You won’t mess up the machine’s design, even if you twitch
McAlpine Group/University of Minnesota
A new 3-D printer draws precise patterns of electrically conductive material directly on a person’s skin, creating temporary, tattoolike electronic devices.
Unlike other 3-D printers designed to layer material on stiff, motionless objects, the new system uses computer vision to compensate for a moving printing surface — say, the back of a fidgety hand, researchers report in the June 6 Advanced Materials.
Michael McAlpine, an engineer at the University of Minnesota in Minneapolis, and colleagues used this motion-savvy 3-D printer to construct wearable LEDs. The printer first stuck a premade LED light to the wearer’s skin, then drew a circuit around the bulb using a polymer ink laced with silver flakes, which allow the ink to conduct electric current.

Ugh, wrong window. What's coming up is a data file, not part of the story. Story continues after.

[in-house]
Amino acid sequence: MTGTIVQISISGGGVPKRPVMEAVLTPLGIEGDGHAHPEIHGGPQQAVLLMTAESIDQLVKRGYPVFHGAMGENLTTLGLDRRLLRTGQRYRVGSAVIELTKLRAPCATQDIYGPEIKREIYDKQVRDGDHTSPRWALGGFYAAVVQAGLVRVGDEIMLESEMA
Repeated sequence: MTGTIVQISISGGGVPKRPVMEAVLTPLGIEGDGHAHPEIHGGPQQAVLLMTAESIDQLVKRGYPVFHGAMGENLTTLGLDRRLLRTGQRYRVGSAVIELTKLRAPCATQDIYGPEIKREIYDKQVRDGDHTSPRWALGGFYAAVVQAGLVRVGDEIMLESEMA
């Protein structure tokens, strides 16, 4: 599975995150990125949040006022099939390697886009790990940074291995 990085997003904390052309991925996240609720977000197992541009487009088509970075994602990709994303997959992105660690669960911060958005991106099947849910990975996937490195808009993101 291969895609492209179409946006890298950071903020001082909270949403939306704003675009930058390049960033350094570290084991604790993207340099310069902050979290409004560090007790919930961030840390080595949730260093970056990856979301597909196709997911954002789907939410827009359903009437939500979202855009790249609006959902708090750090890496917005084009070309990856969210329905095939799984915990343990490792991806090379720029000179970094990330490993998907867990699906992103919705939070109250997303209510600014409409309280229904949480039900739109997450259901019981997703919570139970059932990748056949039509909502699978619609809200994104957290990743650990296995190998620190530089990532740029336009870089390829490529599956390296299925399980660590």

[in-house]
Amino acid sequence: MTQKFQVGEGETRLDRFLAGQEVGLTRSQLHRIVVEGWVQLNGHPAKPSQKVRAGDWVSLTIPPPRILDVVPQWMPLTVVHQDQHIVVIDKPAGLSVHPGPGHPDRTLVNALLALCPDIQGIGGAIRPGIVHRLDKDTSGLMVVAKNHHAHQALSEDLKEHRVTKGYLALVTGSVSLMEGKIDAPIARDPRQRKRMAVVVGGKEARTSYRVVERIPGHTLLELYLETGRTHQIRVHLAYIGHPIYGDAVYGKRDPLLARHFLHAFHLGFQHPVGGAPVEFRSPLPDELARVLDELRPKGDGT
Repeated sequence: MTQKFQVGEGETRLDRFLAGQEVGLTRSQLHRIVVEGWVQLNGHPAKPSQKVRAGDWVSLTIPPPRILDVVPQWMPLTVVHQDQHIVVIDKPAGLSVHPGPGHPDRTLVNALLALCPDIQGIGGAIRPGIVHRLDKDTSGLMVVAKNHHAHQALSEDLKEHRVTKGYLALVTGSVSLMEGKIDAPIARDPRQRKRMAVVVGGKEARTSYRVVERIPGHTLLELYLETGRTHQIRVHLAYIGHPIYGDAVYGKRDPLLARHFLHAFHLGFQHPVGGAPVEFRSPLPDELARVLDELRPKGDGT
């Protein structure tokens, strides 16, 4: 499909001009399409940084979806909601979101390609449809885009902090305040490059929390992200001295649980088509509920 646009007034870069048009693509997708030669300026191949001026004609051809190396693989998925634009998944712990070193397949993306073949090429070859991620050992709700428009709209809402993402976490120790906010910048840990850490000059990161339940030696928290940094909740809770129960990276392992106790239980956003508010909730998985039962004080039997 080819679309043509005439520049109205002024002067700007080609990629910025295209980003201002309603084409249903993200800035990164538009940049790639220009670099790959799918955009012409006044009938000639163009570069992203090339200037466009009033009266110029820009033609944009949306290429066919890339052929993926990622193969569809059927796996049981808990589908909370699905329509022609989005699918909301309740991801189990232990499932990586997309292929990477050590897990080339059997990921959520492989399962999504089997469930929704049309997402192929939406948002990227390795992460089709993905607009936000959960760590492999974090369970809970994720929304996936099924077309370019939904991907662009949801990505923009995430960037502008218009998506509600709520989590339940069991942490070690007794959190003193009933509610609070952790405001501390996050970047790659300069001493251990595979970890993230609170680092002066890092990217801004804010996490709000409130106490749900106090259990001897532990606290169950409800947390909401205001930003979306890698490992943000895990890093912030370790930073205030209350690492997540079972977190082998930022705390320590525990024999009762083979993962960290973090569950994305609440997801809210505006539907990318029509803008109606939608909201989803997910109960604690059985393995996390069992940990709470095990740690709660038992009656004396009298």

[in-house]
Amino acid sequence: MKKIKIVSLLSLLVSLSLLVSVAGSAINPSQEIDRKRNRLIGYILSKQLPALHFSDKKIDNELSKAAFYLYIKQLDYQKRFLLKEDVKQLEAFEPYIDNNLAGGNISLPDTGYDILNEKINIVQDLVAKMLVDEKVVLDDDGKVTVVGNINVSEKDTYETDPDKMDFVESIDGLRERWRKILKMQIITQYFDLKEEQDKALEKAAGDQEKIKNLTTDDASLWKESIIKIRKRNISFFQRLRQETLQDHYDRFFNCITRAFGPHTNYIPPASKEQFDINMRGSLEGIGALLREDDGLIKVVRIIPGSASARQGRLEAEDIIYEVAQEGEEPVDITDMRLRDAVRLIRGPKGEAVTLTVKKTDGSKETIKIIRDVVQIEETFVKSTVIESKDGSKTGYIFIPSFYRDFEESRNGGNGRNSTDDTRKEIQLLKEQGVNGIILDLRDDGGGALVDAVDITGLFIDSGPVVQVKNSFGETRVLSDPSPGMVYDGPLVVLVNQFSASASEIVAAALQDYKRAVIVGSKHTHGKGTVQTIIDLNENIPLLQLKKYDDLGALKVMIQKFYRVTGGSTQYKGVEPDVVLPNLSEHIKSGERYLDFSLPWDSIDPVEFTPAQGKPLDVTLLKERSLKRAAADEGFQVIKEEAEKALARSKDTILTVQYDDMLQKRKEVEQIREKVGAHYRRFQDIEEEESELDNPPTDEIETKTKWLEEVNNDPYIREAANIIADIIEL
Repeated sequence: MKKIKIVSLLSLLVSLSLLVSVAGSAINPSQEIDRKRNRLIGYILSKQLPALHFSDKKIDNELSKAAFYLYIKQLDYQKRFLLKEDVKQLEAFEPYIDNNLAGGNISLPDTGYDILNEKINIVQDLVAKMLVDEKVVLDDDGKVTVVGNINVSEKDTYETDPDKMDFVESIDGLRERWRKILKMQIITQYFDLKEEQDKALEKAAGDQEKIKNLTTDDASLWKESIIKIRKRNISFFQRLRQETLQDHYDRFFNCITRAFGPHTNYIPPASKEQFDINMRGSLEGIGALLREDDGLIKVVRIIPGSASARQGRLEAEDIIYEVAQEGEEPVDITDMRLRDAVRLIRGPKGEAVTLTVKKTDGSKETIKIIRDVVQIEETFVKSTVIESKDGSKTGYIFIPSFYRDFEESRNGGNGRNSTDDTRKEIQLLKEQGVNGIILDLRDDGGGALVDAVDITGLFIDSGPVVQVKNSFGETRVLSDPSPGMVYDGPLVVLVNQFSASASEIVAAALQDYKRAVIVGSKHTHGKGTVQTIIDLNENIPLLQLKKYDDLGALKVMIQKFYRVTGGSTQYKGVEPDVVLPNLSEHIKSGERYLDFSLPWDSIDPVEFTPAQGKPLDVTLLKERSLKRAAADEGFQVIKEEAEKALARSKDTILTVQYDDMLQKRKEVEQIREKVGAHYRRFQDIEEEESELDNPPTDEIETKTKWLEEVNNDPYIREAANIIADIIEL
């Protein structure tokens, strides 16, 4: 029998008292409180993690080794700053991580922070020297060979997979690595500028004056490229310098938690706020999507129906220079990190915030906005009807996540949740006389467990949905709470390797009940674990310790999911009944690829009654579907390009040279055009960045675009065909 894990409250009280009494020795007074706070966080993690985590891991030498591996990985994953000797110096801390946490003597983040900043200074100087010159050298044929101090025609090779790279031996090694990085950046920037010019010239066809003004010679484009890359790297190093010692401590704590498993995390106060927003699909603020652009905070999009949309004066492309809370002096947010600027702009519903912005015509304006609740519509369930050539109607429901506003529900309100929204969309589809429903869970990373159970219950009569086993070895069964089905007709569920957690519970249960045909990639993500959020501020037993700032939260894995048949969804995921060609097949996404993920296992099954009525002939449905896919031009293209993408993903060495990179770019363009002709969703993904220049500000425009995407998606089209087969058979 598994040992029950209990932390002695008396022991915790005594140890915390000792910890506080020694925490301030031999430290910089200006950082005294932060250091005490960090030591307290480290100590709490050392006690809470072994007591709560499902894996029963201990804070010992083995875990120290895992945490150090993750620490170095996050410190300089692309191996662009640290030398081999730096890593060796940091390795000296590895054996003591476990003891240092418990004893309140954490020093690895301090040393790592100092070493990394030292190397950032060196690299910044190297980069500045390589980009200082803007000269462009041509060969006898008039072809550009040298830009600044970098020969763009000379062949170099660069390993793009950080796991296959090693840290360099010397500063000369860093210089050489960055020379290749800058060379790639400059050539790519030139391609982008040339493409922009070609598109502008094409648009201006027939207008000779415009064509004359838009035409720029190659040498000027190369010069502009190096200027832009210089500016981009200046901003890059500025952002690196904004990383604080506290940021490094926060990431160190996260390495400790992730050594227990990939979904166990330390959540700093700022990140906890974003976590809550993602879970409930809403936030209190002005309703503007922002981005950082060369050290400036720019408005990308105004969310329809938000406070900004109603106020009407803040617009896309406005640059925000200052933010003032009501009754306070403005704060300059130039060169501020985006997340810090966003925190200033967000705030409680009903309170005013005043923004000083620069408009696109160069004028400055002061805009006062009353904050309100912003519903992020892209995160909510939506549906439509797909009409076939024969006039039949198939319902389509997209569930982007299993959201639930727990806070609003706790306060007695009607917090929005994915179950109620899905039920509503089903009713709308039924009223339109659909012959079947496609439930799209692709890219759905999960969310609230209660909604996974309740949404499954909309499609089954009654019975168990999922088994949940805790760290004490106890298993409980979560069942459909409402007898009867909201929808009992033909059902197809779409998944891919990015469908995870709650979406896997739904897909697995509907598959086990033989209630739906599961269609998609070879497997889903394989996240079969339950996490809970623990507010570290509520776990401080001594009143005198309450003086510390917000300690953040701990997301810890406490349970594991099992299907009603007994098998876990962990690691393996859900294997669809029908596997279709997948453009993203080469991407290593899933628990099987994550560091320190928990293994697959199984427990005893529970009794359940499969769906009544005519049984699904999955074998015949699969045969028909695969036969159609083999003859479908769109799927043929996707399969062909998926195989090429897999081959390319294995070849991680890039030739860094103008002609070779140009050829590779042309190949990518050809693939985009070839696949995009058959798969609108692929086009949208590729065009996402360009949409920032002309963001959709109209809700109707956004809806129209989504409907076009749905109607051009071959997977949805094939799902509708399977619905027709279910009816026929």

After waiting 15 minutes for the ink to dry, the user could keep the LED lit by holding a wireless power